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Why California needs more Latino/a physicians

Opinion
Article

With Latino/a Physicians Day approaching, it's high time for the ranks of doctors to reflect the demographics of the nation.

hispanic heritage month | © Vector Tradition - stock.adobe.com

© Vector Tradition - stock.adobe.com

Research has consistently shown that Latino/a patients are more likely to access medical advice and care, and are more satisfied with their care, when their healthcare practitioners (doctors, nurses, technicians) share similar backgrounds to their own – not just speaking the same language but also sharing a deeper understanding based on culture, beliefs, values and community. This is what is meant by “cultural competency" in healthcare; sharing lived experiences and cultures allows for comfortability, honesty, and trust between patients and practitioners and, as a result, contributes to better health outcomes.

National Latino/a Physician’s Day, is a recent grassroots movement now celebrated annually on October 1st to amplify and advocate for more cultural diversity amongst our healthcare providers.

Today, although Latinos make up 19% of the U.S. population (and 40% of California’s), Latino/a persons account for only 6% of physicians in the United States. Therefore, we have a substantial gap to close – not for the sake of “on-paper” representation, but because that representation is proven to make us healthier. Looking ahead – the Hispanic/LatinX population is projected to grow by 187% between 2000 and 2050, reaching about a quarter of the nation’s population by 2050 – meaning that effective healthcare approaches for Hispanic/Latino/a patients are essential to save lives, reduce care disparities, and reduce health-related costs in the long term.

The work of Latino/a physicians brings about real, and oftentimes immediate, benefits for their patients, as any physician’s would. But for Latino/a physicians in particular, this is done in spite of an educational system, career pathways, and professional networks that tend, like other U.S. institutions, to disproportionately benefit white professionals – therefore making under-represented groups’ experiences more intense, complicated, and difficult. Latinos, for example, experience obstacles and hardships related to financial and opportunity costs, academic disadvantages, and citizenship, most notably.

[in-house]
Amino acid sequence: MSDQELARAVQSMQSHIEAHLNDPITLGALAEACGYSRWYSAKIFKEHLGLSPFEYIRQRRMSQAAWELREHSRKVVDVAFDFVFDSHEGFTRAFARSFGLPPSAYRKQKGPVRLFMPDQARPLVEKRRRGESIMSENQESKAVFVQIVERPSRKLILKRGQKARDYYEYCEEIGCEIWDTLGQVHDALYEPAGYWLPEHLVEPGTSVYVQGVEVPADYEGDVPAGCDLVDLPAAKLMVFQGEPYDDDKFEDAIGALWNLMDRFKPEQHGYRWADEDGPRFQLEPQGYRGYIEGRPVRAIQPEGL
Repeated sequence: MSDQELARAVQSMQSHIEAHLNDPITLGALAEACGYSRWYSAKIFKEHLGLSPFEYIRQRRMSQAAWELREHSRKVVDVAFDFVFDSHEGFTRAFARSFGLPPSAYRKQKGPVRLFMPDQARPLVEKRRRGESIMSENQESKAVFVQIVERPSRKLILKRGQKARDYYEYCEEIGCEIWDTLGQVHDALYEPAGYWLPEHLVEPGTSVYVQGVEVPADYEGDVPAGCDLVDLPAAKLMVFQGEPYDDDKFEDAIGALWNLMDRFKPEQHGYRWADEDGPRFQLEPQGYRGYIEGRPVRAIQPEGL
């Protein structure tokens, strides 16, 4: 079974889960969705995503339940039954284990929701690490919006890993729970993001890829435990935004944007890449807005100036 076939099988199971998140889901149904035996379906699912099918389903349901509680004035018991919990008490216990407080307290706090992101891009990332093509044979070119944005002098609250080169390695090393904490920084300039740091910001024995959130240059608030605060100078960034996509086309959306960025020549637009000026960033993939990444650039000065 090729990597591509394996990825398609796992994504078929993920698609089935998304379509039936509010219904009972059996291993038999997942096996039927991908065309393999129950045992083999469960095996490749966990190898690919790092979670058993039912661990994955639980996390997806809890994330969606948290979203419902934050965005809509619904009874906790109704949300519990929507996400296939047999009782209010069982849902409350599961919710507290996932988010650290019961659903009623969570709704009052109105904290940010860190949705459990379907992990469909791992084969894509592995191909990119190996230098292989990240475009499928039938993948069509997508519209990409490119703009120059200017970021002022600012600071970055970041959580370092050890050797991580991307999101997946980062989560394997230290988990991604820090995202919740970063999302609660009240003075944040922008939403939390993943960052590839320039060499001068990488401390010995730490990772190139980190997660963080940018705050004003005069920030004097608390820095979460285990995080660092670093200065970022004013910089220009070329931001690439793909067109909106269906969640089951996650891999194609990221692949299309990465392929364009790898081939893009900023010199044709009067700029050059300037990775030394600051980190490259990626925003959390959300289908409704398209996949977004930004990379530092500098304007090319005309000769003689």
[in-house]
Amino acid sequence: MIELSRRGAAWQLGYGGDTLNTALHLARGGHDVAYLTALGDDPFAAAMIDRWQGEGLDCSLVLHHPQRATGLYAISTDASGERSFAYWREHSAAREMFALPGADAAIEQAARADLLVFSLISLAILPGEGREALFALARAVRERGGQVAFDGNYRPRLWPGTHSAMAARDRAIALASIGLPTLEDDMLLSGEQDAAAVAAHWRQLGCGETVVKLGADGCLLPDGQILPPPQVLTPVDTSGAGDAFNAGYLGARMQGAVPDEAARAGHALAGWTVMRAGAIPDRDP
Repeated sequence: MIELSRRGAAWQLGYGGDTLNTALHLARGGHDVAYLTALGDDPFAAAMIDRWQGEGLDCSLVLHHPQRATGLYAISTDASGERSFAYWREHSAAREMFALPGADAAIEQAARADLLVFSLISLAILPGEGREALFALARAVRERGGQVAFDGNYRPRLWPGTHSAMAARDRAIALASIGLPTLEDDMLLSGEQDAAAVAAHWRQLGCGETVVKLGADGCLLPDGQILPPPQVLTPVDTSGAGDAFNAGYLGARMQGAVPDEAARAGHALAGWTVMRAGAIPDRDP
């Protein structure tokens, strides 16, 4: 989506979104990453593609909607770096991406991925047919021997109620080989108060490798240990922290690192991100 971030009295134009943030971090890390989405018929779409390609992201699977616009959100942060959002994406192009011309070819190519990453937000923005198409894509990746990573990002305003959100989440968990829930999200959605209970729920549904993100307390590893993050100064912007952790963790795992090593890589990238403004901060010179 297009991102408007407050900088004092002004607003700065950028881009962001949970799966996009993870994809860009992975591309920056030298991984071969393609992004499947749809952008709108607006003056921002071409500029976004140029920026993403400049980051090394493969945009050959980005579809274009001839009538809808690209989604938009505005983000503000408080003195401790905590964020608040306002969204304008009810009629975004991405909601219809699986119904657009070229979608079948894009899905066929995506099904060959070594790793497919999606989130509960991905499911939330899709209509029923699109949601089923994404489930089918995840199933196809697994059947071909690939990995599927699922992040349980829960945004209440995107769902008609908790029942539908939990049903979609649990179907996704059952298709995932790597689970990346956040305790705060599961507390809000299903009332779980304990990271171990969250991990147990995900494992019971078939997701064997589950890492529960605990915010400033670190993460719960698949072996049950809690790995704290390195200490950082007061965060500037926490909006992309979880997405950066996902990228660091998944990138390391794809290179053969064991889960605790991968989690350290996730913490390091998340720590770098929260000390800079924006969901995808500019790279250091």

Therefore, National Latino/a Physician’s Day, provides a “call to action” for Latinos, healthcare organizations, and U.S. society at large. We also recognize the need to do more to see greater representation from all communities of color, race, and ethnicity.

There must be concrete actions that widen career pathways in education, training, and networking for Latinos interested in career in medicine. As it is, many of the same obstacles that contribute to Latinos’ non-optimal health outcomes (language barriers, cultural misunderstandings, etc.) also limit the advancement of Latino/a physicians.

Therefore, the healthcare system’s gatekeepers (educators, executives, practitioners) must prioritize cultural diversity in their advancement and hiring decisions. Again, diversity isn’t some abstract concept – it enables better care, plain and simple.

That is why the California Society of Anesthesiologists (CSA) partners with pathway programs like Project Lead the Way in multiple cities across California, which offers PreK-12 hands-on educational programs, tailored to different health career paths. Support from the CSA, for example, provided funding for teacher training and supplies so high school students could have access to a tangible, real-world biomedical curriculum and work with physicians to grow their interest in healthcare careers.

Additional pathway programs operate in communities and professional networks. MiMentor is a national organization guiding the next generation of healthcare professionals, and Kaiser Permanente offers many programs aimed at widening pathways for underrepresented persons in medicine.

Research proves that a diverse and representative healthcare workforce improves patients’ access to care, increases their use of preventive care, improves their perceptions of the care they receive, and leads to measurable gains in their health outcomes. That also serves healthcare systems and practitioners’ best interests in the form of more positive workplace experiences and better employee retention.

It is essential that we work to pave the way for more Latino/a physicians, so that more Latinos can in turn lead healthier lives. California has a real opportunity to lead the way in ensuring that all of our communities can thrive.

Antonio Hernandez Conte, MD, President of the California Society of Anesthesiologists, specializes in cardiac anesthesiology at the Kaiser Permanente Los Angeles Medical Center. Dr. Hernandez Conte is a graduate of Brown University and the Boston University School of Medicine; he completed his anesthesiology residency/fellowship Yale University and holds an MBA from University of California, Irvine.

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